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Thursday, 10 August 2017

Classic Reel Thursday: Jane Eyre





To mark International Book Lovers' Day and International Women’s Day which took place this week; let’s talk about one of the most memorable heroines in Literature - Jane Eyre. She has been portrayed by several actresses in Movies, T.V serials, plays, radio and musicals for decades. With so many adaptations, just one classic version of Charlotte Bronte's novel draws the long straw for this week’s 'Classic Reel Thursday'. And as this is a well known story, the rules of  'no spoilers' will be relaxed today. 

Cast: Jane Fontaine, Orson Welles, Margret O' Brien, Agnes Moorehead, John Sutton and Sarah Allgood

Directed By:  Robert Stevenson 

Year of Release: 1943

Plot: Unwanted in her harsh aunt's household, an orphan is sent to a charity home/school where she faces even harsher treatment. Years later, she finds work as a governess to a rich, but mysterious man's daughter.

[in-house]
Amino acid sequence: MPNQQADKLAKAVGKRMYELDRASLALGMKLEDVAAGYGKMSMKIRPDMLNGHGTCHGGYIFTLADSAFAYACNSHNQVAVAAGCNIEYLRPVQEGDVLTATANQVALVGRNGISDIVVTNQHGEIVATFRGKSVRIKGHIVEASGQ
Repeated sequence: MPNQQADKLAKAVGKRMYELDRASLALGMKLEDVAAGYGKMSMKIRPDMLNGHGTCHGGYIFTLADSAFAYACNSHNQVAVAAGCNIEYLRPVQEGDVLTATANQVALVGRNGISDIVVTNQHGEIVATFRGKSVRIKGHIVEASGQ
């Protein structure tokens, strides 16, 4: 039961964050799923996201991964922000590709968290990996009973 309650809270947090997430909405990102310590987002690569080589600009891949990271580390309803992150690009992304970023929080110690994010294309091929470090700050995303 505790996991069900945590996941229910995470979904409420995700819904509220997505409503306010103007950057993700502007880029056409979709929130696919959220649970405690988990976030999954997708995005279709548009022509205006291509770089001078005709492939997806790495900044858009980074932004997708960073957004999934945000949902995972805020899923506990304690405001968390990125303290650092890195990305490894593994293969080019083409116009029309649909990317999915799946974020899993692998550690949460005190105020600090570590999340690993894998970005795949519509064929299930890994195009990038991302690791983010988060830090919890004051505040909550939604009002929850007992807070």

This version is not exactly faithful to the book but  a lot better than the 1934 one, starring Virginia Bruce and Colin Clive. You wouldn’t expect a movie adaptation to be faithful page to page but that one had far too many creative liberties and so many things were changed that the it more or less departed from the actual story line.



 Plus, Virginia Bruce wasn’t Jane, even though she tried really hard. The main thing against her were her looks. None of the actresses who played Jane Eyre were plain (as Jane is supposed to be) but Virginia was far too beautiful for the part, plus she was tall with golden blonde hair, when Jane was supposed to have dark brown hair and small and petite in stature. Rochester is supposed to be the epitome of a Byronic hero- dark, brooding and mysterious. Clive’s Rochester was far too nice! Interesting to watch because of the period it was made and released but simply not a good adaptation.